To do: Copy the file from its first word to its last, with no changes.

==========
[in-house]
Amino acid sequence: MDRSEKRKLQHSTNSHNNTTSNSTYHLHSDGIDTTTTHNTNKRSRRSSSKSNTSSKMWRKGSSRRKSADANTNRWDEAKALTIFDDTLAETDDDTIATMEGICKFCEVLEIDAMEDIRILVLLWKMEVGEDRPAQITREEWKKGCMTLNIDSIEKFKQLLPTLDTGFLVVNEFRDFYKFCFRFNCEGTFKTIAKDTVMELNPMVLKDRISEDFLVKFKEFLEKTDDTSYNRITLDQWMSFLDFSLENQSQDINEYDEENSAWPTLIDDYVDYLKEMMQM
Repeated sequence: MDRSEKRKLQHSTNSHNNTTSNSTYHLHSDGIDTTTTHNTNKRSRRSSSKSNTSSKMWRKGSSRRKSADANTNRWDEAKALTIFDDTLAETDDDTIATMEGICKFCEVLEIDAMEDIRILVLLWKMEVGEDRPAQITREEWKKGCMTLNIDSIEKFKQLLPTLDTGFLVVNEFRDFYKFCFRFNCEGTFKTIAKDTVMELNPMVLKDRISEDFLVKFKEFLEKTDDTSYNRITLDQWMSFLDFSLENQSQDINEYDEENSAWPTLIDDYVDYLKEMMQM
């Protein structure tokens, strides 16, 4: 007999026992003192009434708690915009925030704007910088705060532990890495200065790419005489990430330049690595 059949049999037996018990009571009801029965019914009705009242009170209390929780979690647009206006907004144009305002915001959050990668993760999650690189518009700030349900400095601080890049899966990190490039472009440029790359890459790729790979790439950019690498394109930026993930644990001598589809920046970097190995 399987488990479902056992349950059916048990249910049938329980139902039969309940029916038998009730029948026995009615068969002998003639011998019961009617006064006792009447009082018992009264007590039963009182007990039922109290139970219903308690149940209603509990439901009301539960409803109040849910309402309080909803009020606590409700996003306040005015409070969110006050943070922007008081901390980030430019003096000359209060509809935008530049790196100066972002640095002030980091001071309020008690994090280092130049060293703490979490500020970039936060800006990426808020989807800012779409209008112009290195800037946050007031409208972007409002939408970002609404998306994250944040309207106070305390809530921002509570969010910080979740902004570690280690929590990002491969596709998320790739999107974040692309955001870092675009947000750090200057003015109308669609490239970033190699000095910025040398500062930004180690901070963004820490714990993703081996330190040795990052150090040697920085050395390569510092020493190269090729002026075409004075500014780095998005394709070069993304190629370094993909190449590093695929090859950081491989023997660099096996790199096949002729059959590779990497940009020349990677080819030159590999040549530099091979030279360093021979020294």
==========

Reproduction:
[in-house]
Amino acid sequence: MDRSEKRKLQHSTNSHNNTTSNSTYHLHSDGIDTTTTHNTNKRSRRSSSKSNTSSKMWRKGSSRRKSADANTNRWDEAKALTIFDDTLAETDDDTIATMEGICKFCEVLEIDAMEDIRILVLLWKMEVGEDRPAQITREEWKKGCMTLNIDSIEKFKQLLPTLDTGFLVVNEFRDFYKFCFRFNCEGTFKTIAKDTVMELNPMVLKDRISEDFLVKFKEFLEKTDDTSYNRITLDQWMSFLDFSLENQSQDINEYDEENSAWPTLIDDYVDYLKEMMQM
Repeated sequence: MDRSEKRKLQHSTNSHNNTTSNSTYHLHSDGIDTTTTHNTNKRSRRSSSKSNTSSKMWRKGSSRRKSADANTNRWDEAKALTIFDDTLAETDDDTIATMEGICKFCEVLEIDAMEDIRILVLLWKMEVGEDRPAQITREEWKKGCMTLNIDSIEKFKQLLPTLDTGFLVVNEFRDFYKFCFRFNCEGTFKTIAKDTVMELNPMVLKDRISEDFLVKFKEFLEKTDDTSYNRITLDQWMSFLDFSLENQSQDINEYDEENSAWPTLIDDYVDYLKEMMQM
């Protein structure tokens, strides 16, 4: 007999026992003192009434708690915009925030704007910088705060532990890495200065790419005489990430330049690595 059949049999037996018990009571009801029965019914009705009242009170209390929780979690647009206006907004144009305002915001959050990668993760999650690189518009700030349900400095601080890049899966990190490039472009440029790359890459790729790979790439950019690498394109930026993930644990001598589809920046970097190995 399987488990479902056992349950059916048990249910049938329980139902039969309940029916038998009730029948026995009615068969002998003639011998019961009617006064006792009447009082018992009264007590039963009182007990039922109290139970219903308690149940209603509990439901009301539960409803109040849910309402309080909803009020606590409700996003306040005015409070969110006050943070922007008081901390980030430019003096000359209060509809935008530049790196100066972002640095002030980091001071309020008690994090280092130049060293703490979490500020970039936060800006990426808020989807800012779409209008112009290195800037946050007031409208972007409002939408970002609404998306994250944040309207106070305390809530921002509570969010910080979740902004570690280690929590990002491969596709998320790739999107974040692309955001870092675009947000750090200057003015109308669609490239970033190699000095910025040398500062930004180690901070963004820490714990993703081996330190040795990052150090040697920085050395390569510092020493190269090729002026075409004075500014780095998005394709070069993304190629370094993909190449590093695929090859950081491989023997660099096996790199096949002729059959590779990497940009020349990677080819030159590999040549530099091979030279360093021979020294």